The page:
p0137 Chevy Silverado – Repairing P0137 Code

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p0137 Chevy Silverado – Repairing the P0137 Code on Your Chevy Silverado GuideMechanic.Com If your Chevrolet Silverado is exhibiting the P0137 code, you should be able to figure out what’s wrong with it without spending a fortune on a technician.

This article will walk you through some of the most common symptoms of a faulty O2 sensor, as well as some possible repair options. The right way to diagnose the problem is to first try to determine whether it’s actually caused by the O2 sensor itself.

p0137 Chevy Silverado

O2 sensor

If you’re experiencing a code called P0137, the issue is likely with your car’s O2 sensor. This sensor is located near the exhaust manifold, and is responsible for detecting air pollution.

When it fails, this code can also cause your car’s service engine soon warning light to illuminate. The good news is that you can repair this problem yourself with relatively few expenses.

When your Chevrolet’s oxygen sensor is faulty, you may notice rough acceleration, poor acceleration, or even high emissions.

A bad sensor can also lead to engine damage and the failure of the catalytic converter, which will cost you thousands of dollars to repair.

A new O2 sensor can improve fuel efficiency by up to 40 percent. If you’ve had your car for over a hundred thousand miles, it’s time to get it checked.

Generally, this code is caused by a faulty coil or injector, but sometimes, it can be caused by the O2 sensor. The O2 sensor is responsible for regulating many different things in the car, and if it doesn’t work, it can cause your vehicle to misfire. You should replace the O2 sensor immediately if you suspect that it is the cause of your problem.

Before you buy a new O2 sensor, you should check for any other problems your car might have. First, check for any leaks in the engine’s exhaust and vacuum lines.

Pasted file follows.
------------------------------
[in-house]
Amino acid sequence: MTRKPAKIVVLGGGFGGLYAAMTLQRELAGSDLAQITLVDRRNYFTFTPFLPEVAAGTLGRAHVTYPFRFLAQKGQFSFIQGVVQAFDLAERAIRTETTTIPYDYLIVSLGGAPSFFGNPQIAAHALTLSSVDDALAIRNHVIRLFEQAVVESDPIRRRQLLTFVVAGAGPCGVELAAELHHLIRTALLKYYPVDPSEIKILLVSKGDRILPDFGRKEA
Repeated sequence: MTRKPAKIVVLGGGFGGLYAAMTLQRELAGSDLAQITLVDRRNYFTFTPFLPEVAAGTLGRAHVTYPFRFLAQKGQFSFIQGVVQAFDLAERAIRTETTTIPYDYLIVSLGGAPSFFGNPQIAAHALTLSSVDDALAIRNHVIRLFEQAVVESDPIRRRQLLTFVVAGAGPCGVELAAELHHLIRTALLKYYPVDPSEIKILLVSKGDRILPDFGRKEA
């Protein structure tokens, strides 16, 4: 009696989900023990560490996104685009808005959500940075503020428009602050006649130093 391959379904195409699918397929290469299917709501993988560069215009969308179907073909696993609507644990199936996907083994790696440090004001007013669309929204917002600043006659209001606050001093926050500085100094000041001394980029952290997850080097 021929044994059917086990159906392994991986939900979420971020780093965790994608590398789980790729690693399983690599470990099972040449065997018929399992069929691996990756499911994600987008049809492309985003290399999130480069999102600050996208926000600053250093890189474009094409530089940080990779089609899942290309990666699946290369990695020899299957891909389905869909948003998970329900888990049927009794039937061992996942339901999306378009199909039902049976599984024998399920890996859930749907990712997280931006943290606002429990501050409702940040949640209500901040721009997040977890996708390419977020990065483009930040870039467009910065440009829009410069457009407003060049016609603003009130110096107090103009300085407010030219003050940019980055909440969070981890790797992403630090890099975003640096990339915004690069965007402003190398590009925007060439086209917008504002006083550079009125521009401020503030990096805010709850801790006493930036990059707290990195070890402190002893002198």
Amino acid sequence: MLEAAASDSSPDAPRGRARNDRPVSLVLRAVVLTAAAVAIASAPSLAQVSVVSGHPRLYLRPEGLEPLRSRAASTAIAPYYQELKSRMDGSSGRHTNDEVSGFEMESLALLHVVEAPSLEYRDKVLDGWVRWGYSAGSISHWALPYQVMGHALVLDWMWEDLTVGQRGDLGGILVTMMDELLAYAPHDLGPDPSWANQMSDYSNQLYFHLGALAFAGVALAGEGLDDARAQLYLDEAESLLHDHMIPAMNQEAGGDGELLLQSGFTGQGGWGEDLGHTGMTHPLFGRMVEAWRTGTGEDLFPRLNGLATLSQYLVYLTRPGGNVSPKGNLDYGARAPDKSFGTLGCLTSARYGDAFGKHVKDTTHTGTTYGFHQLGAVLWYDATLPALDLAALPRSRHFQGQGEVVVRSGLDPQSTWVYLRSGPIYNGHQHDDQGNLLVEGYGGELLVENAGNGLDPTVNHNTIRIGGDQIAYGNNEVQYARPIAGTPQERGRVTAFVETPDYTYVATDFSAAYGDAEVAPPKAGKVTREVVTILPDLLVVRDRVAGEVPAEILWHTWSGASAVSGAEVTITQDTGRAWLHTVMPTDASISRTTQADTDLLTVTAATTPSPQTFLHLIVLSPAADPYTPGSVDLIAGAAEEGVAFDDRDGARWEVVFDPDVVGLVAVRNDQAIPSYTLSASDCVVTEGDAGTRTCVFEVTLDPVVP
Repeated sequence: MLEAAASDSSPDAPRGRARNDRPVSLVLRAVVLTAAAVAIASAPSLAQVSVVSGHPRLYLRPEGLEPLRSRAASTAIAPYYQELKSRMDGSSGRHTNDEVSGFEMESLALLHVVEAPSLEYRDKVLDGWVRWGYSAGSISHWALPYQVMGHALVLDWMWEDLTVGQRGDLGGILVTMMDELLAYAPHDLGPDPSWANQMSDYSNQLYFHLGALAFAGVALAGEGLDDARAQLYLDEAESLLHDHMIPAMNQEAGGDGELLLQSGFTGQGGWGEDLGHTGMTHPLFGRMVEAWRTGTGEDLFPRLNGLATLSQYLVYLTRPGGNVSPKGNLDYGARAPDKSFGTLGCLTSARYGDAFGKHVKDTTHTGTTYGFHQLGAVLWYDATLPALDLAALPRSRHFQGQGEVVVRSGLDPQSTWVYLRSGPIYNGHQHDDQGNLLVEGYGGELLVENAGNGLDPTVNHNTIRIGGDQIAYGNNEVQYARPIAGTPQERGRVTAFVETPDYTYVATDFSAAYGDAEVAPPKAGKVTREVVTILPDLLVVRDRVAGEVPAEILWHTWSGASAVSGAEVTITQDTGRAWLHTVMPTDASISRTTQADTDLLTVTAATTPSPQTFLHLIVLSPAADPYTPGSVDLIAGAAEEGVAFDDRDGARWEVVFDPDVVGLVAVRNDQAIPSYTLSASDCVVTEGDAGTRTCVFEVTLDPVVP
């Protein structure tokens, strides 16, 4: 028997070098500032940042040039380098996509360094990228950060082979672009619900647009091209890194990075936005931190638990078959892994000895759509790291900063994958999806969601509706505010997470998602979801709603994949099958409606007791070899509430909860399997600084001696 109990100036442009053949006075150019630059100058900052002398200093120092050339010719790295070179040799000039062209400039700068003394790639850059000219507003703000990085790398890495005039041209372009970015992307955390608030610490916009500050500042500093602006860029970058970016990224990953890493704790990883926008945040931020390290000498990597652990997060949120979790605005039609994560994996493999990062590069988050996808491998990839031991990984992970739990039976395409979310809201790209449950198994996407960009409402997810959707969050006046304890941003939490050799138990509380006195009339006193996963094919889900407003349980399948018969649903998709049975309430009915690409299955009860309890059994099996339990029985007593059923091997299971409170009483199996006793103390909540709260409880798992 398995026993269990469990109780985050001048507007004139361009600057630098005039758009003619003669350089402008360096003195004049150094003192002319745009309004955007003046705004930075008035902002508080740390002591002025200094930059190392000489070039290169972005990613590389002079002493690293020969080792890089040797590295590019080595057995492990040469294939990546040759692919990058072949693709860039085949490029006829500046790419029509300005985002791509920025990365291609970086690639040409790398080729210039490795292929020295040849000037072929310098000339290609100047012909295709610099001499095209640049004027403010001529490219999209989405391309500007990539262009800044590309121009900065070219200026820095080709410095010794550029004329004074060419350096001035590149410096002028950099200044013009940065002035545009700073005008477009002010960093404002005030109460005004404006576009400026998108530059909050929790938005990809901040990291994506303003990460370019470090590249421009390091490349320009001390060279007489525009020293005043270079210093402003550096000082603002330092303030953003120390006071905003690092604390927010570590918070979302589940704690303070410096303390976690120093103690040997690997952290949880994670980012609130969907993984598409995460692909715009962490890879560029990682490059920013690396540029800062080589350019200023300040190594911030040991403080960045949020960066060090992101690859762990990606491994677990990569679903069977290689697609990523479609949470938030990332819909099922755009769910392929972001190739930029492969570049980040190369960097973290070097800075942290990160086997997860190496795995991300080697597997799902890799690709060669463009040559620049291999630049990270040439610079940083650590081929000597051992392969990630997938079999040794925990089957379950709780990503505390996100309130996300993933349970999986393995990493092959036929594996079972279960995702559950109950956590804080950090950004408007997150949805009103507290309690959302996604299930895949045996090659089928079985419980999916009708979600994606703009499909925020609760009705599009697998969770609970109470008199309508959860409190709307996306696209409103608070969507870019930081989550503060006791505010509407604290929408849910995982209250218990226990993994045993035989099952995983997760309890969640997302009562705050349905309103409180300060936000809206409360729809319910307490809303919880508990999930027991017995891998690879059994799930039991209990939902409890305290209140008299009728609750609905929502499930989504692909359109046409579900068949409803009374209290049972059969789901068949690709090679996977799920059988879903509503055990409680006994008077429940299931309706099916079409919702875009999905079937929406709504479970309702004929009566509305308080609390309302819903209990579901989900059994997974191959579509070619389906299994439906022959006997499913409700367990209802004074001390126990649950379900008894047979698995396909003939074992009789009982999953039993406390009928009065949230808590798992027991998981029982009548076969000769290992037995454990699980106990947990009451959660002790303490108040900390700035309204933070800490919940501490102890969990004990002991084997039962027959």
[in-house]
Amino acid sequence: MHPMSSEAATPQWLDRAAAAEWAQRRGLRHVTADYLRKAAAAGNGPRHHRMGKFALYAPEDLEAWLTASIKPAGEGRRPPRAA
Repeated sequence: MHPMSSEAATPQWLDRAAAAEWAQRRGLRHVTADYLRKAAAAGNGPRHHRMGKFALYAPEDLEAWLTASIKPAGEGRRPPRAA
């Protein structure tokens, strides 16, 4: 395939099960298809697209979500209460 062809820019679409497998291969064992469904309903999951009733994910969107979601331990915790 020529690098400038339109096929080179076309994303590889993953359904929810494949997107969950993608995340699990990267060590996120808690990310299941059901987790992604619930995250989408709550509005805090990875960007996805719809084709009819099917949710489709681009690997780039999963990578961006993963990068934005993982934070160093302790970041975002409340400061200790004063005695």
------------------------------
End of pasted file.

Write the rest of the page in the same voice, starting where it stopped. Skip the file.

Also, check for water on the gasket and intake connections. Finally, check the voltage of the sensor. It should be between 0.1 and 0.95 volts. If it’s reading above these levels, it’s probably a problem with your oxygen sensor.

The cause of P0137 is the oxygen sensor after the catalytic converter. The post-catalyst sensor can get too old and lose its ability to react to changes in the oxygen content in the exhaust system.

Read more: p0161 Chevy Silverado – How to Fix

While life behind the converter is generally comfortable, life behind the catalyst is not. In addition, after a certain number of miles, the post-catalyst sensor may begin to fail. You can still use the other sensor in the car, as long as it is not the problem.

If the problem is confined to the O2 sensor, then your car’s Check Engine Light may illuminate and indicate that you should repair the O2 sensor. It’s possible that the issue is with the wiring harness, or even the O2 sensor itself.

Check the sensors’ connections and the sensor’s wiring for corrosion. Your mechanic should follow the manufacturer’s precise testing procedures and check for leaks.

Faulty upstream O2 sensor is a common problem on Chevy Silverado 1500s. Replacing this sensor can help you enjoy optimal engine performance and fuel efficiency.

A professional mechanic can diagnose the issue and perform the repair in a timely manner. A Chevy technician is the best person to do this.

If you can’t find a mechanic near you, consider visiting a mechanic workshop. Your car may be running on the same fuel as it did when it was brand new.


When you get the dreaded “P0137” code on your Chevrolet Silverado, you should know what to look for and what to do. This code is the result of a wiring or sensor issue.

You can check the sensor and wiring harness yourself at home to determine whether you’re dealing with the right problem. Here are some possible fixes:

First, the code tells you that there is an issue with the oxygen sensor. It detects an abnormally high percentage of oxygen in the exhaust gas and then drops its voltage.

The most common cause of P0137 is a faulty downstream oxygen sensor. Listed below are common causes and solutions.